UPDATE: The Womble Carlyle Political Law team posted its thoughts on the revisions, highlighting more nuanced problems and questions the blog post raises.

Filed Under: Blog

Shays a Victim of Campaign Embezzlement – Is it the System?

For well over a decade, Chris Shays fought tirelessly to enact greater restrictions on campaign speech, finally suceeding with the passage of the Shays-Meehan (or “McCain-Feingold”) bill in 2002.  Last fall, Shays lost his seat in Congress.  And now it turns out his campaign is struggling to pay off mounting debts caused by an apparent embezzlement of some $150,000 or more in campaign funds by his longtime campaign manager and “right hand man,” Michael Sohn.

We take no joy in Shays’s misfortune: it’s another black eye for public integrity; it’s created a lot of pain for a man whom, despite our disagreements, we consider an honorable public servant; young Mr. Sohn has almost certainly ruined his life and promising career.  And yet there are a number of lessons to be learned here for the general issue of campaign finance “reform.”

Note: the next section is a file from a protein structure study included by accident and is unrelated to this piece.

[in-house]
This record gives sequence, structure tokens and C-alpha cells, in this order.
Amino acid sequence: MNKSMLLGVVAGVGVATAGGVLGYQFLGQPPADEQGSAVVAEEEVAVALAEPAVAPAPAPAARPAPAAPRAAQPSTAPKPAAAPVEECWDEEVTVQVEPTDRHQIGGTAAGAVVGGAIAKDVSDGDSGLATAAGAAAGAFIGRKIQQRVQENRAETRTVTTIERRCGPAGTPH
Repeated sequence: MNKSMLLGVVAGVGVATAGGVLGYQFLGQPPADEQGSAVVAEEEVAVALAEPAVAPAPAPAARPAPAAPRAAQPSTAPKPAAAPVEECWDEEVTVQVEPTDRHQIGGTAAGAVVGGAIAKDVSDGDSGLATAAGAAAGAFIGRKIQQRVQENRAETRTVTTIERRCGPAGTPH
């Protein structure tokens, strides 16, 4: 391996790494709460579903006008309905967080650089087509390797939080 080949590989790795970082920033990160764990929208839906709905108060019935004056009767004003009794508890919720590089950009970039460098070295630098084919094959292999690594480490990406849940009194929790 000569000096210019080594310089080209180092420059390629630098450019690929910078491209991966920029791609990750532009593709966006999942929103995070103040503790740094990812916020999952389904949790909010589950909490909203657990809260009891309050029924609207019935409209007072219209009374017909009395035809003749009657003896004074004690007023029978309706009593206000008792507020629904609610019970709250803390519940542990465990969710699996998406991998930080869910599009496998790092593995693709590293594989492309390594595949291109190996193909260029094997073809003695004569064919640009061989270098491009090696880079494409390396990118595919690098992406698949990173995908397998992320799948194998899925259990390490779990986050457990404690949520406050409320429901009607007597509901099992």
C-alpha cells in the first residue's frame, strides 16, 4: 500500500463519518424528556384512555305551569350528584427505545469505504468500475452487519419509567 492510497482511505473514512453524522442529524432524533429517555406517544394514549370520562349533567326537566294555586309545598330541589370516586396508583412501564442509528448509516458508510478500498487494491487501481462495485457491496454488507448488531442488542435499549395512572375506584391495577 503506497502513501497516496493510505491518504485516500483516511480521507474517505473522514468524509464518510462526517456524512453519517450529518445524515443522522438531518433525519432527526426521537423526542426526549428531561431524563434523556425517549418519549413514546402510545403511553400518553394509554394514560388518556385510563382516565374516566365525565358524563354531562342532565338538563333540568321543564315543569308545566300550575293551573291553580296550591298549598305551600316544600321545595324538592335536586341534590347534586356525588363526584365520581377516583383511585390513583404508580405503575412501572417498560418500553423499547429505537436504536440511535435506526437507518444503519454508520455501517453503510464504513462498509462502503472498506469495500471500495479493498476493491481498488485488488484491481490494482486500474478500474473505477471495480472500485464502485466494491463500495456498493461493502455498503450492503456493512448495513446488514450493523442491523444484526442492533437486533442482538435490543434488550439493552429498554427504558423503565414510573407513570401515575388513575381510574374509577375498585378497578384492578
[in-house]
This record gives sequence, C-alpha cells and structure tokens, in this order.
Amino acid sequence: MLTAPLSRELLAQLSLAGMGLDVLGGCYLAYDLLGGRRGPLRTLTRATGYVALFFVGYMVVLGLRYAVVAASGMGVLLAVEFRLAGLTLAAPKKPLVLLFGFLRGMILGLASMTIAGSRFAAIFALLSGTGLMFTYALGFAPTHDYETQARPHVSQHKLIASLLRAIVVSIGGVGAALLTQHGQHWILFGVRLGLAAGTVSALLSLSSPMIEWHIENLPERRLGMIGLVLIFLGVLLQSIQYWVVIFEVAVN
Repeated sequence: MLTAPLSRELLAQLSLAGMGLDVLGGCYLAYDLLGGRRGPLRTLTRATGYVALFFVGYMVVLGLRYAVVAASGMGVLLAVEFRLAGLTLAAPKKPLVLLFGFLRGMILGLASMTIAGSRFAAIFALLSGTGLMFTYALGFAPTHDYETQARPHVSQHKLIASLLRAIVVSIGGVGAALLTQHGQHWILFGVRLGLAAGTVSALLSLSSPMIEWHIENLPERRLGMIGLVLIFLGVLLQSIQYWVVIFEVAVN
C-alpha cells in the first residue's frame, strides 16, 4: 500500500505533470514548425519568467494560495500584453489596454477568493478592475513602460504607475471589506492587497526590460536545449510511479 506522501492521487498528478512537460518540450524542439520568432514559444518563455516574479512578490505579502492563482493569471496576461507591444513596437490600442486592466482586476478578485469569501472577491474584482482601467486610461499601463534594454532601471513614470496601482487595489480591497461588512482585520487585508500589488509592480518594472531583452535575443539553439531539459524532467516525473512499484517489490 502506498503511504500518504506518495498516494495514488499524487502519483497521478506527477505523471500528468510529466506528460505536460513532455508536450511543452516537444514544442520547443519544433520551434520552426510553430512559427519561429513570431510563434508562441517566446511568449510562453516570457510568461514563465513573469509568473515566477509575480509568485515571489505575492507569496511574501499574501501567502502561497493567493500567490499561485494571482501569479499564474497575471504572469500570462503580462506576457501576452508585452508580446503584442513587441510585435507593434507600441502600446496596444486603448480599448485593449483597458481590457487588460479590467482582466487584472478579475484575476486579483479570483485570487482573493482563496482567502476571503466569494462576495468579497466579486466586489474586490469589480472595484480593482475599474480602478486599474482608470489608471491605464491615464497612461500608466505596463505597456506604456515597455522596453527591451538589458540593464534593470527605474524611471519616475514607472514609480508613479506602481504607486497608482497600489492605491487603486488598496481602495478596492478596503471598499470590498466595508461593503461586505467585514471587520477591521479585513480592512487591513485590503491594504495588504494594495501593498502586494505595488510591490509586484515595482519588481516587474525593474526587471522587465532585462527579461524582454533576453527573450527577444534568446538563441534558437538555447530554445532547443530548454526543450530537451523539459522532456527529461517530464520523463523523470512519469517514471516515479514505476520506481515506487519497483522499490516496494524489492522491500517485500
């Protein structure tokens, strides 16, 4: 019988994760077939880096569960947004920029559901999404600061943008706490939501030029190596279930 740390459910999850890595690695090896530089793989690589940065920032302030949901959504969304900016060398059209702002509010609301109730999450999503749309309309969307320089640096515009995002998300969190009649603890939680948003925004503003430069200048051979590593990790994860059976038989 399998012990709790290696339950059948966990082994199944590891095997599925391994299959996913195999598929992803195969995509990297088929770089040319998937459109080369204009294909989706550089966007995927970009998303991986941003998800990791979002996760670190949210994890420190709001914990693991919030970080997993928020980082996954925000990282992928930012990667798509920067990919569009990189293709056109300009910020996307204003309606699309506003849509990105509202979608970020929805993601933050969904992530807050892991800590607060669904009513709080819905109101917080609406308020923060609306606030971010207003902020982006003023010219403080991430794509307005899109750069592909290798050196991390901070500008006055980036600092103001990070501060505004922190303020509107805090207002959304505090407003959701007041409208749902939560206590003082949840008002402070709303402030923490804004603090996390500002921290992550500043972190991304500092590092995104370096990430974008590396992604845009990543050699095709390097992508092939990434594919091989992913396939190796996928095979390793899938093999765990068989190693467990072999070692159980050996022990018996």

Click the headline for more.

Filed Under: Blog

Locking Up Political Speech: How Electioneering Communications Laws Stifle Free Speech and Civic Engagement


Under the guise of campaign finance “reform,” government regulation of political speech has spread far beyond the mere financing of campaigns to monitor and control everyday political speech by ordinary citizens.  The latest wave of such regulation is state and federal laws targeting so-called “electioneering communications.”  The term is most closely associated with the federal Bipartisan Campaign Reform Act of 2002, and describes broadcast ads that merely mention a federal candidate and that air shortly before an election.  Soon after the U.S. Supreme Court upheld that law, states began to follow suit.  Fifteen states now have “electioneering communications” laws, and more are considering them, and most of those laws impose more onerous requirements and cover more political speech than the federal law.

Filed Under: Independent Speech, Issue Advocacy, Research (Contribution Limits), Florida